Here's what you'll need to create your own potting bench from a thrift store find: A dresser or table / exterior paint / clear polycrylic finishing spray for waterproofing / cabinet hardware (if you need to replace existing hardware) / plastic dishwashing tub / jigsaw / drill / measuring tape / pencil / sandpaper / nail gun or hammer and nails / chalkboard (optional)
Find the Perfect Piece
When looking for a dresser to repurpose, find a sturdy piece that will stand up to wear and tear and the elements. To comfortably use it as a potting bench you will want it to be waist-high and have drawers and shelves to store supplies. This piece was found at a local store and it was already painted in great "garden colors."
Remove doors to create open storage
First, remove the hutch doors. Being able to display gardening items and to use them for decoration as well as function is a plus.
Replace Existing Hardware
Next, replace the hardware, on the upper drawers only, with drawer pulls that better match the look of the piece. You can find inexpensive hardware at many home improvement stores in a variety of styles.
Remove Bottom Drawers
You can leave the upper drawers on the dresser for storing supplies such as gardening twine and scissors, but try removing the two bottom sets of drawers for open storage space.
Creating Storage Space
The open space where the bottom four drawers were allows for a large area to store bulkier gardening tools. This dresser had support pieces for the bottom drawers that were removed to create an open space on the bottom.
Paint the Inside of the Dresser
For a finished look, paint the inside of the dresser where your bottom opening is. Allow to thoroughly dry.
Creating a Sink Area
A perfect potting bench has some type of area to catch soil (for reuse) while repotting plants. To create a "faux" sink area in the bench, that is easy to clean up without being expensive, use a plastic dishwashing tub. They come in a variety of fun colors and neutrals and can be coordinated to match your potting bench color scheme.
Measuring for the Sink
Decide where you want your sink—a top drawer is an ideal spot, as it will allow space for the sink to fit without being exposed. Flip the tub over and carefully trace around it with a pencil. Then measure, on your tub, the difference between the lip of your tub and the actual tub base. This tub had a 1/2-inch difference. Measure in 1/2-inches from the pencil line you drew, then sketch a new line — this is the line you will cut on. By doing this, your tub will fit snuggly into the dresser with the lip of the tub resting above the surface for easy removal.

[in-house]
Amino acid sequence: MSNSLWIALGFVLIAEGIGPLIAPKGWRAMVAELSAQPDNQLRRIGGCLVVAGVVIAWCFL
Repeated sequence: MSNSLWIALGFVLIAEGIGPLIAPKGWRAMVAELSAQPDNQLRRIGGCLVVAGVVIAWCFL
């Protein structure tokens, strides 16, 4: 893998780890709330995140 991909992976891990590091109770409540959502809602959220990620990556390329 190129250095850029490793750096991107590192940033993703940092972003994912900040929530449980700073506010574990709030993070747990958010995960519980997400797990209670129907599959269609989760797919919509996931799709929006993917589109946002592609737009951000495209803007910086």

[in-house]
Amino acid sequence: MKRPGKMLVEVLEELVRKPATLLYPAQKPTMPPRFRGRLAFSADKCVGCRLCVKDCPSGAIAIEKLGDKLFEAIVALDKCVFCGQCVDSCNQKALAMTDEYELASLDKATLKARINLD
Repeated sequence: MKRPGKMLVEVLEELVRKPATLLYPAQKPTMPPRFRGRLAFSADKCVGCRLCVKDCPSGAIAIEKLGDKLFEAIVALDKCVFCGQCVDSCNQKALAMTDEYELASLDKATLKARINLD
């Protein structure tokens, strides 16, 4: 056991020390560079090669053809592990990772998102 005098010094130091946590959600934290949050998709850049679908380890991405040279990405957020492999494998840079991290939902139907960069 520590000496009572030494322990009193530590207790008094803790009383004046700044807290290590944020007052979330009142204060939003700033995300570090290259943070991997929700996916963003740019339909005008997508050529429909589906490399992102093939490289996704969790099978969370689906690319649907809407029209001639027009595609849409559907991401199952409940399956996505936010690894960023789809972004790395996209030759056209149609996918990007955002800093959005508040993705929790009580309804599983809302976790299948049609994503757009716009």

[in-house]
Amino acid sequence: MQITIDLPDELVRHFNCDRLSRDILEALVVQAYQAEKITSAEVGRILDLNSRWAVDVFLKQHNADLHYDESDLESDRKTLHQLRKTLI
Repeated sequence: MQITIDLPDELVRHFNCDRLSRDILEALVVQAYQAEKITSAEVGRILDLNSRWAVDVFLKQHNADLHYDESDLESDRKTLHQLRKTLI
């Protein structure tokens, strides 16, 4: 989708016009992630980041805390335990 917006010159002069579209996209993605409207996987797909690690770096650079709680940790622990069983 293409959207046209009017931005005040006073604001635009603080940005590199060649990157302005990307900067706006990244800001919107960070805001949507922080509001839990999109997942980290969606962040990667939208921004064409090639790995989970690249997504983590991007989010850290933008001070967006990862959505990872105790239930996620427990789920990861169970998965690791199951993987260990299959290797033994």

Drilling a Pilot Hole
Remove the upper drawer and begin by drilling a pilot hole into the top of the dresser so you have a place to start cutting out your sink hole.
Cutting Your Sink Area
Using a jigsaw, cut out the hole for your sink. Be sure to check the underside of your dresser to avoid cutting into any support pieces. Saw around the second pencil line—it is better to cut too small and make adjustments. You may need to test your sink in the space few times to get the perfect-sized hole.
Finish the Sink Area
Once you have your hole cut, lightly sand the cut edges and touch up the top with paint, if needed. Place your sink into the top of the potting bench. Spray or brush on a top coat of polyacrylic finish for waterproofing and let dry.
Creating a Chalkboard Area
Paint a scrap piece of wood with chalkboard paint and attached it to the hutch for a place to write out garden "to-do" lists, a calendar for planting and other notes and reminders.
Stocking Your Potting Bench
Now comes the fun part! In the bottom section of your potting bench, place large buckets to hold hedge clippers, bags of potting soil and other supplies. Add some fun metal hooks above your sink to hold your handheld gardening tools.
Keeping Supplies Handy
Stocking your potting bench with a watering can and cheerful gardening gloves will keep necessary tools close at hand.
Glass Jar Seed Packet Holders
Use unexpected pieces for unique and inexpensive storage ideas. Here, two inexpensive glass canisters are used to store seed packets.
Canning Jar Holder for Seedlings
This canning jar holder turned out to be the perfect size for small seedling pots.
Dresser Turned Potting Bench Turned Outdoor Bar!
I'm all about dual-purpose: You can use your new potting bench for an outdoor bar! To do this, just purchase two dishwashing tubs—one for the garden and one for a bar sink. Just switch out your gardening supplies for some fun barware and you are all set up for a party!
Use Your Potting Bench for Entertaining
Hang your bar tools on the hooks, add some ice to your sink for a cooler, place a fun tray out full of party supplies and host a garden cocktail party!